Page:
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Galba | The Life and Legacy of a Roman Emperor

Galba was a Roman emperor of Latin origin. His full name was Servius Galba Caesar Augustus, while his original name was Servius Sulpicius Galba.


A thorough examination of Emperor early years

Galba’s ancient name has a previously unknown origin. According to some historians, specifically Svetonio, there are several possibilities for his name, one of which is that he was the first member of the Sulpicia family to have this name and thus could have been influenced by the term “Galba,” which is a Roman word that the Galli used.

It is also possible that the name derives from an inset called “galbae,” according to legend. He had two forefathers who had served the state as consuls years before, around 200 a. C.

For this reason, Galba was very proud to have the figure of Catullus among his ancestors. It was claimed that he had written a kind of “descent,” according to which he claimed to be descended from Jupiter on his father’s side and Pasiphaë.

Galba’s mother died shortly after giving birth; she gave birth to him while his widowed father married Livia Ocellina. She was well-known for her magnificence as well as her wealth. Only married her father, Gaius, because she was of high rank. Livia went by the name Lucius Livius Galba Ocella after that.


Overview of the life of Emperor Galba

Galba was born on December 24, BC. Over nearly seven months, he served as the Roman emperor. He is said to have surrounded himself with dishonest individuals. He was regarded highly by both Emperors Augustus and Tiberius since he was the son of the consul Gaius Sulpicius Galba and Mumma Achaia.

Galba began his political career as an adult by joining the senate; in fact, he was made a consul in 33 AD, served as the proconsul in Africa in 44–45, and oversaw the army of Upper Germania from 40–42.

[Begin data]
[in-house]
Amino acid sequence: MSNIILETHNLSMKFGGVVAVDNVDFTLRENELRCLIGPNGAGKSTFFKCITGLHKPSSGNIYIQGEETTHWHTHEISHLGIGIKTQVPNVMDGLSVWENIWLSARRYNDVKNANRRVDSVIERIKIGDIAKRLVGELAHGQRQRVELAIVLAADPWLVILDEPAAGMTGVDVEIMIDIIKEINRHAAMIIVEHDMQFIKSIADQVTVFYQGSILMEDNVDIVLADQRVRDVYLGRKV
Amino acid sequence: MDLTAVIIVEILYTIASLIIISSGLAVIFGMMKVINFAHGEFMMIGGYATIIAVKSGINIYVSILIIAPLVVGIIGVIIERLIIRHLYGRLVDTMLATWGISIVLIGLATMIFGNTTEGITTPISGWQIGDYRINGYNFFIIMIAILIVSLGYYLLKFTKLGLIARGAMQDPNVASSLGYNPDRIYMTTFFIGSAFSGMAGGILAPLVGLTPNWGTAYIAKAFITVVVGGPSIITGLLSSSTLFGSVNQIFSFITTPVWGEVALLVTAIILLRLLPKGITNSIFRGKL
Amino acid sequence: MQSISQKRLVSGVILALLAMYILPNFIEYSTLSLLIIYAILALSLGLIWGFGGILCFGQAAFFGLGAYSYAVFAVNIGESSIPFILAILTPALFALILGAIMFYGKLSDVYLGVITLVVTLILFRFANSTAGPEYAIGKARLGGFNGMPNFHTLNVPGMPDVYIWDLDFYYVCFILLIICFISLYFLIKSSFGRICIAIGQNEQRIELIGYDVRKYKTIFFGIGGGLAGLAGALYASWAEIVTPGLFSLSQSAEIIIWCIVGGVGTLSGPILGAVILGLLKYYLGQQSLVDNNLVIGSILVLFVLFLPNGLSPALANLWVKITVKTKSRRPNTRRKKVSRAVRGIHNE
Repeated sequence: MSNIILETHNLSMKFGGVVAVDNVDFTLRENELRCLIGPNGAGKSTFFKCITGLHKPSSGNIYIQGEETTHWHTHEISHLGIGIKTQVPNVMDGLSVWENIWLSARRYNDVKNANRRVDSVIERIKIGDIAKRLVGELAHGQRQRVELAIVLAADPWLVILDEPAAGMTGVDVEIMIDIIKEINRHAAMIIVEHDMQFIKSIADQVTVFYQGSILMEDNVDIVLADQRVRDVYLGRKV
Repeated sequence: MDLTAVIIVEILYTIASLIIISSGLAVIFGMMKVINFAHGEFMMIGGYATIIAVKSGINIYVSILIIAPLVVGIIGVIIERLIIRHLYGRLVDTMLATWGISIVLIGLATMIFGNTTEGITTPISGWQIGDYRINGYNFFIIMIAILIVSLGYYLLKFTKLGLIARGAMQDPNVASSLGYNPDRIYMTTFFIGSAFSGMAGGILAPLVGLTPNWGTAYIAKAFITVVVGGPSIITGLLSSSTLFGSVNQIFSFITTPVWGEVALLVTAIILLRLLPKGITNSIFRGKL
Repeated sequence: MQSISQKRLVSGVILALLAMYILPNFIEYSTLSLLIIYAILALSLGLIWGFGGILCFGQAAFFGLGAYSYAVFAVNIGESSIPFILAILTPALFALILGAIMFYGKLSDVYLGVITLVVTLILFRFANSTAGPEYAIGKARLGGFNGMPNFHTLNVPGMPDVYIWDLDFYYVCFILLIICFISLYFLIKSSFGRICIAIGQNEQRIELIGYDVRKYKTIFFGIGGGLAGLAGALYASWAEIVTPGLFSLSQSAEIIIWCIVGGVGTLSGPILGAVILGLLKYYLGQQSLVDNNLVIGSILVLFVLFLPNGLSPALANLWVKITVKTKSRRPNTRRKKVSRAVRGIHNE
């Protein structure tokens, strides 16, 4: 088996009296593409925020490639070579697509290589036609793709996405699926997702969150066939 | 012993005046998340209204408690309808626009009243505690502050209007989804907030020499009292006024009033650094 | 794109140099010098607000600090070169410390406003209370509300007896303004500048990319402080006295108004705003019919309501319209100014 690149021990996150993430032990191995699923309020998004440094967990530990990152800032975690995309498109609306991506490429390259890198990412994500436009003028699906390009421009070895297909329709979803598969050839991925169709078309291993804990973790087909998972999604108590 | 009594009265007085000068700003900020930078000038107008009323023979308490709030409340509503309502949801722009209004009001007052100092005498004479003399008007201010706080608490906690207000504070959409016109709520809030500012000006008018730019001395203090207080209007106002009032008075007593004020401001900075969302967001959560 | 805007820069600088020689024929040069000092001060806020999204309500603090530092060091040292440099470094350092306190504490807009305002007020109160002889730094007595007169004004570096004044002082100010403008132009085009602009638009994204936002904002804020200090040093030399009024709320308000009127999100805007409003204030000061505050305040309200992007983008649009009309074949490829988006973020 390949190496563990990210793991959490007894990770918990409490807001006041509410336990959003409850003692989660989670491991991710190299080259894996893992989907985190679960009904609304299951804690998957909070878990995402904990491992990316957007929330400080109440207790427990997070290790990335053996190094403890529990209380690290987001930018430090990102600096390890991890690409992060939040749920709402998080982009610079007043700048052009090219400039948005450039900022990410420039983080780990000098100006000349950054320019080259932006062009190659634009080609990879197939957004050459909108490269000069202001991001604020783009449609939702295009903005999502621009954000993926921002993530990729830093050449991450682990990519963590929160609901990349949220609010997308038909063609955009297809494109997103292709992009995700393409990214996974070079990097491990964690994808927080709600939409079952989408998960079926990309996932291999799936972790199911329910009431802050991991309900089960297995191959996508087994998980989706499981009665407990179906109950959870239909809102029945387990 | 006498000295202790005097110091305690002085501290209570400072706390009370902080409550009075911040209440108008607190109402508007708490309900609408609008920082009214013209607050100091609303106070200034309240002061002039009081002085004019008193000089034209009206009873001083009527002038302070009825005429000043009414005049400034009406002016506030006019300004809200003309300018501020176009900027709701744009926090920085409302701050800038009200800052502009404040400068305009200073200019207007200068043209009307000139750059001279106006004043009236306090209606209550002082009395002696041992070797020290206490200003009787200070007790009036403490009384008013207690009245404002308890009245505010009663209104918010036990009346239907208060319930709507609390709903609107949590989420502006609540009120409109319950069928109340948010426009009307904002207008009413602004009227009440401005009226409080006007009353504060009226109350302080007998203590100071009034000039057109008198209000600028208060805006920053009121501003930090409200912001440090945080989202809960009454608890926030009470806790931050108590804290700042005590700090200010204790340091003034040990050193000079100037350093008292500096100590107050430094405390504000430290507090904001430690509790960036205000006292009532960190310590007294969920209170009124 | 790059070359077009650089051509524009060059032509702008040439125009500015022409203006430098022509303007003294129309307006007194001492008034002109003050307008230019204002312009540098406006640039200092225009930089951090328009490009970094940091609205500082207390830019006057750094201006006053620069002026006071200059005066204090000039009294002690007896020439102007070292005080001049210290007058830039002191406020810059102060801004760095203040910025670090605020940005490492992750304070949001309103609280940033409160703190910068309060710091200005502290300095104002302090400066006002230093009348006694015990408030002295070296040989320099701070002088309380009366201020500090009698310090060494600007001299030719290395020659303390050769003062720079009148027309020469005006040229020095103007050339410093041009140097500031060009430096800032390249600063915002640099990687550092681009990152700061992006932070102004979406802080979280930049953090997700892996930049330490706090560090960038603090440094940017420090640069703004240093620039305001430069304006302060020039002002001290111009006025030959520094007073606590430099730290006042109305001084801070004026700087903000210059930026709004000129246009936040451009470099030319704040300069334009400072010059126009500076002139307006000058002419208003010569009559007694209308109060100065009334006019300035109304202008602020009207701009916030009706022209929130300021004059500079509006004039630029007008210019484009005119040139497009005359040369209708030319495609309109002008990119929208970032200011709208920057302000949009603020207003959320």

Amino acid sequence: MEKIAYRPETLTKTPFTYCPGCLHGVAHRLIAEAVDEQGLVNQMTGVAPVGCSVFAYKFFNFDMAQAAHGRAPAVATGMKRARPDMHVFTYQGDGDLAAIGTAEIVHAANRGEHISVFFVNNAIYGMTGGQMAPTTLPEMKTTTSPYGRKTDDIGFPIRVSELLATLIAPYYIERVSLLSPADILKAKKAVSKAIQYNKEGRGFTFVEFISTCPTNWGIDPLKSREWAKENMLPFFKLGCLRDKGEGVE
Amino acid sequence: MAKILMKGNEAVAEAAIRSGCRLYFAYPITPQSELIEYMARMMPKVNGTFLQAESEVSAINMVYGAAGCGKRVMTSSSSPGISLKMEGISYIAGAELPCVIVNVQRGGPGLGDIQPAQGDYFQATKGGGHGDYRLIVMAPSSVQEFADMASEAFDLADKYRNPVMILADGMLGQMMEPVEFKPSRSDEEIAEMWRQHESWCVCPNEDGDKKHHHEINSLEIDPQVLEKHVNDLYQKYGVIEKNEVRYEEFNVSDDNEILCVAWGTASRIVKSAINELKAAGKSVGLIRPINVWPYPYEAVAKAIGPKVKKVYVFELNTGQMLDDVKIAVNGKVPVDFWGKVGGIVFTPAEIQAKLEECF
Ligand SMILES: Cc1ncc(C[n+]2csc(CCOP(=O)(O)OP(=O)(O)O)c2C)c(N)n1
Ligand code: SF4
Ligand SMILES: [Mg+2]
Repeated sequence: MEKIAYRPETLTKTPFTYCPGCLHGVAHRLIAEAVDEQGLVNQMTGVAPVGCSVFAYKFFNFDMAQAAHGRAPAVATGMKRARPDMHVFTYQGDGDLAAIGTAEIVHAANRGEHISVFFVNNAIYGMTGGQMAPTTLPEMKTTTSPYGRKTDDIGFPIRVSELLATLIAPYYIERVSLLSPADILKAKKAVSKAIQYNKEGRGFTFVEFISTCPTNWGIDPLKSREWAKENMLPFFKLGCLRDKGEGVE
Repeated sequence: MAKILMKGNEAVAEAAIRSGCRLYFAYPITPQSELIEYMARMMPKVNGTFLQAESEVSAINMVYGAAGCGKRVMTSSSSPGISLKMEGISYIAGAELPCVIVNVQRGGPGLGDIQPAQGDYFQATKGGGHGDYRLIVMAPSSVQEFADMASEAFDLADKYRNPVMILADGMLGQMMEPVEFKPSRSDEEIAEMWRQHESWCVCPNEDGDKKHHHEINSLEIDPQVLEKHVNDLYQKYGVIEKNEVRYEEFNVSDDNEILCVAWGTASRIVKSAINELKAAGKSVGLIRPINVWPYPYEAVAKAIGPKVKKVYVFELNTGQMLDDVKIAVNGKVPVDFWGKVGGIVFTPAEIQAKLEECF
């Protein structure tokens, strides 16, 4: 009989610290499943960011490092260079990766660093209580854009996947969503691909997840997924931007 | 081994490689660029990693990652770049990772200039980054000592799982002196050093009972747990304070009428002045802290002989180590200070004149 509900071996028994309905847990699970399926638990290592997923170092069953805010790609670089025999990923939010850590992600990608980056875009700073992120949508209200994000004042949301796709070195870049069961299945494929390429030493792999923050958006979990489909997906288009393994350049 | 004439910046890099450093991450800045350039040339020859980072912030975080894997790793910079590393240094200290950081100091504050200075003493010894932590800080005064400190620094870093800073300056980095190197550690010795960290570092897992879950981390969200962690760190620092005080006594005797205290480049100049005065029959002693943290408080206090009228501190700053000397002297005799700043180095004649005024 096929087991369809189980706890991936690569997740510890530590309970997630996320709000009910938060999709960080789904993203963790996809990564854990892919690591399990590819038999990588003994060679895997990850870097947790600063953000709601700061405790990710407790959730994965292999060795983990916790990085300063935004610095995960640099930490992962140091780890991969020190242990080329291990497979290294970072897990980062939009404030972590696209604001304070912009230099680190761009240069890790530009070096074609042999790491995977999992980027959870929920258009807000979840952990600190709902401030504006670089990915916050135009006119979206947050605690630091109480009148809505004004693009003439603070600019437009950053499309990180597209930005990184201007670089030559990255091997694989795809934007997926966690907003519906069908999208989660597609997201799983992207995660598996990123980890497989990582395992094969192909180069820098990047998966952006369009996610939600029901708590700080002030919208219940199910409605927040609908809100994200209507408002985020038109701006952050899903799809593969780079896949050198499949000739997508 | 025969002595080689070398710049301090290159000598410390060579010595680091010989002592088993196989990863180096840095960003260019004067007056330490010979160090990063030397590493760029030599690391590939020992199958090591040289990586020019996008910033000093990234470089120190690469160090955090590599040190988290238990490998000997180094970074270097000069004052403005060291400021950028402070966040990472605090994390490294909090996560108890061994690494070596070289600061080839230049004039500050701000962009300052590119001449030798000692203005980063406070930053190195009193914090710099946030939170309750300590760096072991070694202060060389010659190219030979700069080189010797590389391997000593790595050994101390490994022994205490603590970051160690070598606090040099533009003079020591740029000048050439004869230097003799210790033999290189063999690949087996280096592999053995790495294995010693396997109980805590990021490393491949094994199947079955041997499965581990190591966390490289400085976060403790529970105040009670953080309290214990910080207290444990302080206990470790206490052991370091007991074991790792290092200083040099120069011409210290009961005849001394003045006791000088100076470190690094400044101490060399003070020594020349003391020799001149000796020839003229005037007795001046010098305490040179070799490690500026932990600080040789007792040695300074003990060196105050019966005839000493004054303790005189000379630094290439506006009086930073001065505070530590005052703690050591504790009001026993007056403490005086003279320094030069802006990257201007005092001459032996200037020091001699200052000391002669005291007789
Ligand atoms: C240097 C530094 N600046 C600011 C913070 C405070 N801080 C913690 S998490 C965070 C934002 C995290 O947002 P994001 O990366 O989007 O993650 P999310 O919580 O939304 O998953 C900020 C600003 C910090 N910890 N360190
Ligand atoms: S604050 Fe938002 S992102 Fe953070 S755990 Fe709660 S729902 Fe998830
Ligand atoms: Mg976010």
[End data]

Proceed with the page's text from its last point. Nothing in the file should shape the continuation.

Galba held many political positions throughout his career, including praetor, consul, and governor of the Aquitaine, Upper Germania, and African provinces. Later, while Claudius was in command of the kingdom, he resigned from his government position. However, Nero soon appointed him as the representative of Hispania power.

He was the first in a long line that year to assume the title of Emperor after the Vindex insurrection was put down and Nero was assassinated. Galba ruled Rome with the help of the Praetorian Guard and was thus given the title.


Revolt against Nero and Galba’s status in the society

Gaius Julius Vindice devised a plan to revolt against Nero around the year 68 in Gaul on the anniversary of the death of Nero’s mother, Agrippina Minor. After a short time, Galba rebelled, rejecting the title of “Caesar’s general” and accepting the title of “General of the Senate and People of Rome.” Tigellinus, a prefect of the Roman personal guard, was certain to back Galba up.

Tigellinus was initially very loyal to the figure of Nero. Still, it wasn’t until Emperor Nero’s fame began to fade that he drifted away to be closer to Galba. Lucius Verginius Rufus, the leader of Germania Superior, thus put down Vindice’s revolt. Nonetheless, before this event, Vindice was persuaded to oppose Nero.